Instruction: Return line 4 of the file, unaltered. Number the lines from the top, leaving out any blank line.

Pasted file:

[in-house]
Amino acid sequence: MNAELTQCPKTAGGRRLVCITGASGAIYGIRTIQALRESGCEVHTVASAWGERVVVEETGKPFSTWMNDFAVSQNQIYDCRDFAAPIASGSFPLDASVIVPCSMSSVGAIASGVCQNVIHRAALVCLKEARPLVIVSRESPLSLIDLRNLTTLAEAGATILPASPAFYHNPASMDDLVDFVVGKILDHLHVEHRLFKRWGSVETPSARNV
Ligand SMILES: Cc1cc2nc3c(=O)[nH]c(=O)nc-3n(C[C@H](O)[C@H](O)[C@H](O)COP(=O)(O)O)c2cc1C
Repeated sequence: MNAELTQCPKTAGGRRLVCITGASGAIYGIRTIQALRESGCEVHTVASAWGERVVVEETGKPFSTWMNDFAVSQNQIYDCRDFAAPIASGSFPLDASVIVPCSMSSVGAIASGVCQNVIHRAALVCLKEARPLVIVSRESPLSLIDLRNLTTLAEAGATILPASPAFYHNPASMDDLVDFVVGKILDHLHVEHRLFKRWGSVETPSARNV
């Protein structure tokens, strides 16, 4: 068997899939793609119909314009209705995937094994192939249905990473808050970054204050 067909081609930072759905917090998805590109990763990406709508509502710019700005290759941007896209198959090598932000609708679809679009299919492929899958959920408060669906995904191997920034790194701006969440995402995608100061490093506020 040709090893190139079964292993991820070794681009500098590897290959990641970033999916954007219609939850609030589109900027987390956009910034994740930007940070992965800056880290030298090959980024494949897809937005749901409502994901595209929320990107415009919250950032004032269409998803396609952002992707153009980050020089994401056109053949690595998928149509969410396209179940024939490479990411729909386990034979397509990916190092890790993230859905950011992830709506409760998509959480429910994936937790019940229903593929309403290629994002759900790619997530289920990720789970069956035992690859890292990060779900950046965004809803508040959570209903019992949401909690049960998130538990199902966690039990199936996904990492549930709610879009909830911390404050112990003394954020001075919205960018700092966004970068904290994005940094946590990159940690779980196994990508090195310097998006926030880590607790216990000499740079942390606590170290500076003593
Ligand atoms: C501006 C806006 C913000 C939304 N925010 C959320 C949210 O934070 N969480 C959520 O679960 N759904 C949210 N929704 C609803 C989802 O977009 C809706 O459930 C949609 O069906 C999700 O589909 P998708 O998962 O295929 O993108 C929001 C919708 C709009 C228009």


Repeated sequence: MNAELTQCPKTAGGRRLVCITGASGAIYGIRTIQALRESGCEVHTVASAWGERVVVEETGKPFSTWMNDFAVSQNQIYDCRDFAAPIASGSFPLDASVIVPCSMSSVGAIASGVCQNVIHRAALVCLKEARPLVIVSRESPLSLIDLRNLTTLAEAGATILPASPAFYHNPASMDDLVDFVVGKILDHLHVEHRLFKRWGSVETPSARNV